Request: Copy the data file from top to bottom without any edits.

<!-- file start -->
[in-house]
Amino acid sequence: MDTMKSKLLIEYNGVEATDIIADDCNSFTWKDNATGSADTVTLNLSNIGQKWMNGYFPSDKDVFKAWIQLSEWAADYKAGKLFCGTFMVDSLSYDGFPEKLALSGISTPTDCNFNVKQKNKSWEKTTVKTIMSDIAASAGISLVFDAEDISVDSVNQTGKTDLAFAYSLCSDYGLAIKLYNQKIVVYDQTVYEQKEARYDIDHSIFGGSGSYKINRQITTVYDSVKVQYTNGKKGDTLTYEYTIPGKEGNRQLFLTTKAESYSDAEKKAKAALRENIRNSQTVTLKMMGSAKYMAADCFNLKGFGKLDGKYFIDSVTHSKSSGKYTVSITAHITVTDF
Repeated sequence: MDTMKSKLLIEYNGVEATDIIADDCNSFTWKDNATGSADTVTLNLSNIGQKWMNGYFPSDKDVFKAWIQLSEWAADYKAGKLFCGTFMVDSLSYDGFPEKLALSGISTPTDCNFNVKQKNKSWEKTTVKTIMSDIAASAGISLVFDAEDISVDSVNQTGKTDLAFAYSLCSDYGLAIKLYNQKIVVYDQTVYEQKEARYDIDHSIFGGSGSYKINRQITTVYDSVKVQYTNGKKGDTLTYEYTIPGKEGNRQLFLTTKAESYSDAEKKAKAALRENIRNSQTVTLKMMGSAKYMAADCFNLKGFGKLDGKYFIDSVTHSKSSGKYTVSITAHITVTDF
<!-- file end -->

[in-house]
Amino acid sequence: MDTMKSKLLIEYNGVEATDIIADDCNSFTWKDNATGSADTVTLNLSNIGQKWMNGYFPSDKDVFKAWIQLSEWAADYKAGKLFCGTFMVDSLSYDGFPEKLALSGISTPTDCNFNVKQKNKSWEKTTVKTIMSDIAASAGISLVFDAEDISVDSVNQTGKTDLAFAYSLCSDYGLAIKLYNQKIVVYDQTVYEQKEARYDIDHSIFGGSGSYKINRQITTVYDSVKVQYTNGKKGDTLTYEYTIPGKEGNRQLFLTTKAESYSDAEKKAKAALRENIRNSQTVTLKMMGSAKYMAADCFNLKGFGKLDGKYFIDSVTHSKSSGKYTVSITAHITVTDF
Repeated sequence: MDTMKSKLLIEYNGVEATDIIADDCNSFTWKDNATGSADTVTLNLSNIGQKWMNGYFPSDKDVFKAWIQLSEWAADYKAGKLFCGTFMVDSLSYDGFPEKLALSGISTPTDCNFNVKQKNKSWEKTTVKTIMSDIAASAGISLVFDAEDISVDSVNQTGKTDLAFAYSLCSDYGLAIKLYNQKIVVYDQTVYEQKEARYDIDHSIFGGSGSYKINRQITTVYDSVKVQYTNGKKGDTLTYEYTIPGKEGNRQLFLTTKAESYSDAEKKAKAALRENIRNSQTVTLKMMGSAKYMAADCFNLKGFGKLDGKYFIDSVTHSKSSGKYTVSITAHITVTDF